Saturday, August 29, 2009

Miscellaneous Musings

I am emotionally very moved, intellectually/ politically greatly inspired, and physically drained by last night’s and today’s tributes to Ted Kennedy and his dignified twilight burial. It is amazing to me that while his colleagues on the “other side of the aisle” rightly came to respect and appreciate him, I’ve seen so many comments from the public that still harp on Chappa-quiddick – even though the senator frankly and frequently acknowledged his human flaws, foibles, and serious mistakes, then worked for decades of his adult life to redeem himself through tireless public service. How interesting that human memory can be so short when it comes to the good, and so long when it comes to the bad – and how entitled many people feel to be judgmental in a very ugly way!


Although I greatly appreciated today’s extensive media coverage of Ted Kennedy, it is nonetheless unfortunate that the fourth anniversary of Hurricane Katrina (August 29, 2005) got rather lost in the news shuffle. A bit of attention was paid, but as has been the case over the past four years, American media – and much of America – seems to have consigned Katrina to history, when in fact, the physical ravages of that killer storm are still hugely evident all along the Gulf Coast; the displacement of many thousands has yet to be restored; and the existence of those who remain or have returned despite enormous obstacles, rivals the misery of those in the slums of a Third-World country.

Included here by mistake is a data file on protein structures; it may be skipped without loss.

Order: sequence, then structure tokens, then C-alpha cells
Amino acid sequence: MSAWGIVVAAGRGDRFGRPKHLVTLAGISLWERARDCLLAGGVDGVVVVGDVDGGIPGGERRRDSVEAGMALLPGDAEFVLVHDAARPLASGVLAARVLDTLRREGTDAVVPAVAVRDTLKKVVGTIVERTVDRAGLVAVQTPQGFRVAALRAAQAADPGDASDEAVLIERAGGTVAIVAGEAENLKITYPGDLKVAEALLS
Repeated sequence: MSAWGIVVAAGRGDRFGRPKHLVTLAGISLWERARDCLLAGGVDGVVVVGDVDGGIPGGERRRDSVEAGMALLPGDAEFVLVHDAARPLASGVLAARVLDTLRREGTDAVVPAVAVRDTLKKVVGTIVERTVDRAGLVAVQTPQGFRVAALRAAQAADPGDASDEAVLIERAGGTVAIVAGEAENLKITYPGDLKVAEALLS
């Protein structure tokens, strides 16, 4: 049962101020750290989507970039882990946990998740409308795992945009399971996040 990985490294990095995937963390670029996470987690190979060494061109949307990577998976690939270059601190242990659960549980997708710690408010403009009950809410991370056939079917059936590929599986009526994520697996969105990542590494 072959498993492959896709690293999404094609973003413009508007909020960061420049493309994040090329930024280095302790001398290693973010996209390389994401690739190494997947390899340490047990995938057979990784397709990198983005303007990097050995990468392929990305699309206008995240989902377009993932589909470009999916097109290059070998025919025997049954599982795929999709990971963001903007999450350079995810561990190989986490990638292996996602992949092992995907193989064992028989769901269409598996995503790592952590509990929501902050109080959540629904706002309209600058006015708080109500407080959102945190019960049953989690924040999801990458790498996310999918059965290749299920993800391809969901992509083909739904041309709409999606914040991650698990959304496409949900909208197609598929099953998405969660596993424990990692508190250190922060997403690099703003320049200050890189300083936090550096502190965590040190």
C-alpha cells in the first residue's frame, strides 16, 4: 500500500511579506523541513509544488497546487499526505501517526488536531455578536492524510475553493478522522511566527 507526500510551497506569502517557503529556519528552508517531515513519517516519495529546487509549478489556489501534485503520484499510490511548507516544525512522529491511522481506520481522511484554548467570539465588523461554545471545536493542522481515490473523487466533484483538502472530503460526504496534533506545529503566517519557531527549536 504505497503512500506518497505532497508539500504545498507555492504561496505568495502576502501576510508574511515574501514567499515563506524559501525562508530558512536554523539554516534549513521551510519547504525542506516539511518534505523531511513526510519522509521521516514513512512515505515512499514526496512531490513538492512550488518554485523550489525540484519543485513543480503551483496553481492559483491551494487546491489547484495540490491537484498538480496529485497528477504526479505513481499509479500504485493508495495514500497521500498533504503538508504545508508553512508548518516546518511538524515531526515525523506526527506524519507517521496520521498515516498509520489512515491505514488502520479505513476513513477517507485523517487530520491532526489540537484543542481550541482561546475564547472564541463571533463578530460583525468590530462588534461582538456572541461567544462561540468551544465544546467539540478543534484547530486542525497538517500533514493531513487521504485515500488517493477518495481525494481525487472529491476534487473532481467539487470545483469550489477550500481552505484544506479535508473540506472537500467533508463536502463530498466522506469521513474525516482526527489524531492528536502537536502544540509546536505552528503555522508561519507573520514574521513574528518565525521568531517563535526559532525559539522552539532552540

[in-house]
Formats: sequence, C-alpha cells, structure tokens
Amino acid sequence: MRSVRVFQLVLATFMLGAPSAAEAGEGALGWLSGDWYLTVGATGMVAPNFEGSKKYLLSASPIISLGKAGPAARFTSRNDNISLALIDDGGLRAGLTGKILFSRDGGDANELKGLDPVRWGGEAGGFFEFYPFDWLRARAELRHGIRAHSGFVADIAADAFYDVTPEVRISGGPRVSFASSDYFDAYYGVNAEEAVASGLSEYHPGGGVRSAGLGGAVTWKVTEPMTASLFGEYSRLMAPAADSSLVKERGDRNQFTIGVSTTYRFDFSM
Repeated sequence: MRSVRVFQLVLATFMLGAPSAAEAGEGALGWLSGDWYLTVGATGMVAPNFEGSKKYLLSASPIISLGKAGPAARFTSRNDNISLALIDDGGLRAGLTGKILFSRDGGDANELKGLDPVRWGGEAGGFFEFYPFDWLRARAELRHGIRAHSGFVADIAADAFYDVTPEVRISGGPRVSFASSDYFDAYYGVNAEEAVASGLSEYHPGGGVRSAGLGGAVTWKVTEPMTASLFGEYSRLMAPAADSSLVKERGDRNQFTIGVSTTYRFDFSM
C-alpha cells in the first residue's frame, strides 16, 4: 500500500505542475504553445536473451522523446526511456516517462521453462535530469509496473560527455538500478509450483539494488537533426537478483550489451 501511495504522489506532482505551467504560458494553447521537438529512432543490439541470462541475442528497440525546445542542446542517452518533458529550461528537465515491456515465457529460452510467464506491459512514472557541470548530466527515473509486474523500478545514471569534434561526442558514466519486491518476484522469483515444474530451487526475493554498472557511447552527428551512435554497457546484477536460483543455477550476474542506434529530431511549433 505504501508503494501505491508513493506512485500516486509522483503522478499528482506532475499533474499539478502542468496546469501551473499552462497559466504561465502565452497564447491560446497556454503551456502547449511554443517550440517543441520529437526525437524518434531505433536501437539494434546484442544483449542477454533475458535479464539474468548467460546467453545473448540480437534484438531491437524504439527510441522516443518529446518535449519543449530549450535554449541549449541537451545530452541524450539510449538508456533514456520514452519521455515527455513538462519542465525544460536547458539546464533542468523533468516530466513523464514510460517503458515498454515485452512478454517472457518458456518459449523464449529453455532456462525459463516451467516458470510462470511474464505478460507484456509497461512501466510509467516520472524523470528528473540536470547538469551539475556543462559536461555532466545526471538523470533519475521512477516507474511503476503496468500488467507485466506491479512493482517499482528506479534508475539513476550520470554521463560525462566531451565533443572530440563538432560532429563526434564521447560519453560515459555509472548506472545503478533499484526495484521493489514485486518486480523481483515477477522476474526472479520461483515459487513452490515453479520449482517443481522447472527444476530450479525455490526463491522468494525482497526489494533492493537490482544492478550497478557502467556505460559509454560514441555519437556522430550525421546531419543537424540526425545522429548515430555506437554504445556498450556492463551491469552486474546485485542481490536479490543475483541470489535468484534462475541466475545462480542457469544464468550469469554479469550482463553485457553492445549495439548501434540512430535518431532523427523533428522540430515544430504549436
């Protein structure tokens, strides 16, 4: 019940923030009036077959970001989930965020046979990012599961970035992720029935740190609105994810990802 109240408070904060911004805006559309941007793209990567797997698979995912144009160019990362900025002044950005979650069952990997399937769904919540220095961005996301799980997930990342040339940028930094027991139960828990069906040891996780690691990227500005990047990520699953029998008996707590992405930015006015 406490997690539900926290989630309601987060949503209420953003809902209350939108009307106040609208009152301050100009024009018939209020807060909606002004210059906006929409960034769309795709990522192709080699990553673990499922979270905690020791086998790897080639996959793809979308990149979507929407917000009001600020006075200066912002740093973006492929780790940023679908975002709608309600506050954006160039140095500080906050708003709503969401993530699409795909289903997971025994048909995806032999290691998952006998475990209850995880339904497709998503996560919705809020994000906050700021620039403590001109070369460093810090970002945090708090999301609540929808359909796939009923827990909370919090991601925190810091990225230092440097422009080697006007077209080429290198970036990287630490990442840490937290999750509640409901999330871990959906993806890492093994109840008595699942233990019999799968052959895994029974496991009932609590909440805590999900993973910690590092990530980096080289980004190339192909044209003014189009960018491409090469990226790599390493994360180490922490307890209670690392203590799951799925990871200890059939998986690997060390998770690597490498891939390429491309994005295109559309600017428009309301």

New Orleans, in particular, is unique in its place in American history and culture – African-American history and culture in particular. The lack of vigorous rehabilitation of New Orleans and the rest of the Gulf is a national shame, but it looks like the Obama administration, despite the many urgent issues on its plate, will find the time and resources to focus attention on this situation with a competence, concern, and swiftness that his predecessor did not.


I want to introduce you to my dear friend and longtime colleague, Nadine Hack, the president and CEO of beCause Global Consulting, Inc. As it says on her company’s Web site, “Nadine B. Hack is recognized internationally for her proven expertise in strategic planning, creative problem solving, insightful policy analysis, and politically sensitive negotiations, she has provided innovative guidance to and created crucial partnerships for institutions from multiple sectors and has imparted tactical direction for their various campaigns, collaborations, and special initiatives throughout the world for over three decades.”

Recently, Nadine made a vitally important post on her company blog, entitled “Women, Girls and Philanthropy,” a rousing endorsement and enlargement of the issues (and solutions!) raised by Nicholas Kristof and Sheryl WuDunn in their New York Times Sunday Magazine article (8/23/09), “Saving the World’s Women/The Women’s Crusade” and in their new book, “Half the Sky: Turning Oppression Into Opportunity For Women Worldwide. Their work details the great success and enormous future potential of micro financing, which, with pathetically-small amounts of money by First World standards (usually less than $100), women are able to start their own businesses and lift themselves, their families, and often their communities, out of poverty, as well as oppression and abuse.

I heartily encourage you to read both the Times article and Nadine Hack’s blog; the latter offers many linked references to other written resources and active organizations. Practical and transformational social initiatives, and fascinating reading!

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